HBO Streaming Announcement Sends Netflix Stock Tumbling

Perhaps the streaming service will be saved with a little help from its "Friends."

What will standalone HBO mean to Netflix, the world's largest streaming service?

Investors seem to think Netflix would take a hit in a world where you can get HBO without a cable subscription.

On Wednesday, HBO announced it will offer a standalone streaming service that will let you watch the network's programming without a cable subscription. The news sent Netflix stock tumbling:


Though the stock rallied a bit after an initial drop, it was still down 3 percent to $435.63 at around 12:30 p.m. Time Warner Inc., HBO's parent, was up nearly 2.5 percent to $72.39. By 2:45 p.m., Netflix's stock price had recovered somewhat, back up to $441.75. The stock ended the day down only 0.12 percent.

HBO's announcement comes on the same day that Netflix is expected to announce its quarterly earnings and seems timed to poke at the streaming company.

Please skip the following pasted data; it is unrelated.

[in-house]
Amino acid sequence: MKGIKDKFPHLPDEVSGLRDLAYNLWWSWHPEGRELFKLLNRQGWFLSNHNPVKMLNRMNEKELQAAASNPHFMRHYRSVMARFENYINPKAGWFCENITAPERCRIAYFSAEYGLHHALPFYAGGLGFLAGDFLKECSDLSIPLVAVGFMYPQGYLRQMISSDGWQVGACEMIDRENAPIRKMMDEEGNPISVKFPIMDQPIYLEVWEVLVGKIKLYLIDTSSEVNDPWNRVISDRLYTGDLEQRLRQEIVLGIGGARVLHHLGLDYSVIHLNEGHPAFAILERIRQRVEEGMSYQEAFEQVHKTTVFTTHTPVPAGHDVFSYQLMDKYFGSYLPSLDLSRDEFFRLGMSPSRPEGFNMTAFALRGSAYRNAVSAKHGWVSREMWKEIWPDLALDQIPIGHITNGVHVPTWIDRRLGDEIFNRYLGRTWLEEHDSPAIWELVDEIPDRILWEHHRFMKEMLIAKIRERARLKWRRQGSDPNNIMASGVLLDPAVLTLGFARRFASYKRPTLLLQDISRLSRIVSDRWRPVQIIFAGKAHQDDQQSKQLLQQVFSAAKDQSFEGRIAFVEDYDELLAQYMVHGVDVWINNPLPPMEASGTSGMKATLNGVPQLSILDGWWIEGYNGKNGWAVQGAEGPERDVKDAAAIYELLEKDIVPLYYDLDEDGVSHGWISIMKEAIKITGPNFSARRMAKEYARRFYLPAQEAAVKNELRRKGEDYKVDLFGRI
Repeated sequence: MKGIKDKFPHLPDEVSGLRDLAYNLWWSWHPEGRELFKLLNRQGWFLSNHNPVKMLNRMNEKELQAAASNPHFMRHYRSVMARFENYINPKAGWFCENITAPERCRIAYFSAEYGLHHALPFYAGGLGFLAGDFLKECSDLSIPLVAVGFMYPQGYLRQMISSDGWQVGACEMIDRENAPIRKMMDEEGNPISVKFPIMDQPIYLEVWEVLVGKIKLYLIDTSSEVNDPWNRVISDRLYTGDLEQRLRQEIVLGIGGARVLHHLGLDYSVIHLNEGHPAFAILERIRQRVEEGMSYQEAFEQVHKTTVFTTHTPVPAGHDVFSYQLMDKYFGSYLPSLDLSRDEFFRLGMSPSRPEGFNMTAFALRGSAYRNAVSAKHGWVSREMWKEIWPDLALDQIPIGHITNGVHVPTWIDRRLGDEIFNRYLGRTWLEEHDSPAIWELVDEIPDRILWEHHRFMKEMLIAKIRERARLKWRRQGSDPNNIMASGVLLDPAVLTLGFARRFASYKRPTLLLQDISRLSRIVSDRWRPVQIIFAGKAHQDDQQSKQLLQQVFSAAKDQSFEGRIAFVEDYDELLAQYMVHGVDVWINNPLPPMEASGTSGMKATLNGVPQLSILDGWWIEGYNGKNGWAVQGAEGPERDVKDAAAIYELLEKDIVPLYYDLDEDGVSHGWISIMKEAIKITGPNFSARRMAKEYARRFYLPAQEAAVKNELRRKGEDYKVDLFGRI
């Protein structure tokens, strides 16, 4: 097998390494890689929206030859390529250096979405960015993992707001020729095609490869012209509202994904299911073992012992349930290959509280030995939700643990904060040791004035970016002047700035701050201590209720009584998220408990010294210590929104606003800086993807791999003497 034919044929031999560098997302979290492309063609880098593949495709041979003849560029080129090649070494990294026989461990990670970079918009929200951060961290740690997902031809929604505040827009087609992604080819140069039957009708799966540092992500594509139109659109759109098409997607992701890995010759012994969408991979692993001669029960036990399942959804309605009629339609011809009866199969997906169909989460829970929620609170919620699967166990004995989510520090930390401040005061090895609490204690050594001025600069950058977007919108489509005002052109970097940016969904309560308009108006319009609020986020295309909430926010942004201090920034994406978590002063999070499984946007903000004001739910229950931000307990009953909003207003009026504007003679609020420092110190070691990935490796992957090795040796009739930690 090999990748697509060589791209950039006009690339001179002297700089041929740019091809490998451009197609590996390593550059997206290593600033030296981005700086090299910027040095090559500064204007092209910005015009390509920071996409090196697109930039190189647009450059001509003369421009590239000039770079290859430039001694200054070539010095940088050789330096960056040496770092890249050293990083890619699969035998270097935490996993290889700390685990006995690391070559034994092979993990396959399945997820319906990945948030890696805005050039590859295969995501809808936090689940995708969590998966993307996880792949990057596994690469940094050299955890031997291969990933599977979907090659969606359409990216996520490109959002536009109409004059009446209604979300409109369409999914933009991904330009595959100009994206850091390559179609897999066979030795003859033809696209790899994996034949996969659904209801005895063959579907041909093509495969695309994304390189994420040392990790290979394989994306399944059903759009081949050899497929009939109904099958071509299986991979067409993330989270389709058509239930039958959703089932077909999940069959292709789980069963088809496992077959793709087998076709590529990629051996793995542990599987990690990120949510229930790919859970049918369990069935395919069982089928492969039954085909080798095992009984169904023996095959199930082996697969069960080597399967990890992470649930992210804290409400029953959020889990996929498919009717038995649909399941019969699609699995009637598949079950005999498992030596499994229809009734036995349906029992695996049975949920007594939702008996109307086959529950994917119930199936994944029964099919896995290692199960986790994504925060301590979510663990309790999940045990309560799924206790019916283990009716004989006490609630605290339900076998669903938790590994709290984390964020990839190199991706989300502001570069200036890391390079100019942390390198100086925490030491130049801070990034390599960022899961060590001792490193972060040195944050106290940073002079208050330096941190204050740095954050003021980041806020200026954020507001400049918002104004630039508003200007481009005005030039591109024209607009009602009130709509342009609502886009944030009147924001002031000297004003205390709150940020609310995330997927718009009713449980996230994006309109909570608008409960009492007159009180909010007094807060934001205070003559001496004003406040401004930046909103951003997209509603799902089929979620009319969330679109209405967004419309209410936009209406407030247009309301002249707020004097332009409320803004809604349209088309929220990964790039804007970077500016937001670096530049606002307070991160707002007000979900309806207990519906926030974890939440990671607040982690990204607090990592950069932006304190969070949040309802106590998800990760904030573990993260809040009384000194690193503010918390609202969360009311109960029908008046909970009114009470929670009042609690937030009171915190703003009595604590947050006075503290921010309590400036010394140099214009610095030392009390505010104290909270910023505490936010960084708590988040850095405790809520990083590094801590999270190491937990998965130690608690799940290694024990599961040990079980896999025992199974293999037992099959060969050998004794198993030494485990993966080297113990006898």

We don't yet have details about HBO's service. A lot remains mysterious: How much would it cost? Would it be as robust as HBO GO? The network's current app contains an enormous amount of programming. Though many cord-cutters use HBO Go by logging in with a friend of family member's password, there's currently no way to subscribe to HBO without paying for cable.

It seems clear that standalone HBO would be a direct competitor to Netflix, which already sells its streaming plan for $8.99 a month.

Soon after HBO's announcement, Netflix said it was adding every episode of the popular show "Friends" to its library of content.

This post has been updated to reflect changes in Netflix's stock price throughout the day.

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